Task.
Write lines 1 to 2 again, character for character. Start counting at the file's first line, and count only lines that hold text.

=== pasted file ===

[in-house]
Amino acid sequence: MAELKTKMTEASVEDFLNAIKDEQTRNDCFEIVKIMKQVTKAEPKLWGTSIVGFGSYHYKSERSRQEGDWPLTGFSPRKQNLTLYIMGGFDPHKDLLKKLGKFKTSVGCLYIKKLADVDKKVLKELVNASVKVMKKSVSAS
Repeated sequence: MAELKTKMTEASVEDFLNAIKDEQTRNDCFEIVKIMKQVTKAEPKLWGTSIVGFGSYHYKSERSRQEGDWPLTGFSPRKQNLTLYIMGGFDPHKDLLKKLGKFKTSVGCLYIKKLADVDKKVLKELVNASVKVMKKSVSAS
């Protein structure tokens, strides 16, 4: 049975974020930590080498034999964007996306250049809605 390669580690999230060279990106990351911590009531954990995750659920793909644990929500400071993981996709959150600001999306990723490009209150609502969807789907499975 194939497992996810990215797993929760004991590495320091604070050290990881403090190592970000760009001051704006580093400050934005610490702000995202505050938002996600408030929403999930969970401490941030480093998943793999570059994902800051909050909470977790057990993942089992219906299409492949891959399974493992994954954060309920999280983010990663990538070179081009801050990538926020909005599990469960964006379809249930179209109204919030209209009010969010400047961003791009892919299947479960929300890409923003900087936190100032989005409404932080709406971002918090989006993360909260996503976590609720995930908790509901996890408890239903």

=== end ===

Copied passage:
[in-house]
Amino acid sequence: MAELKTKMTEASVEDFLNAIKDEQTRNDCFEIVKIMKQVTKAEPKLWGTSIVGFGSYHYKSERSRQEGDWPLTGFSPRKQNLTLYIMGGFDPHKDLLKKLGKFKTSVGCLYIKKLADVDKKVLKELVNASVKVMKKSVSAS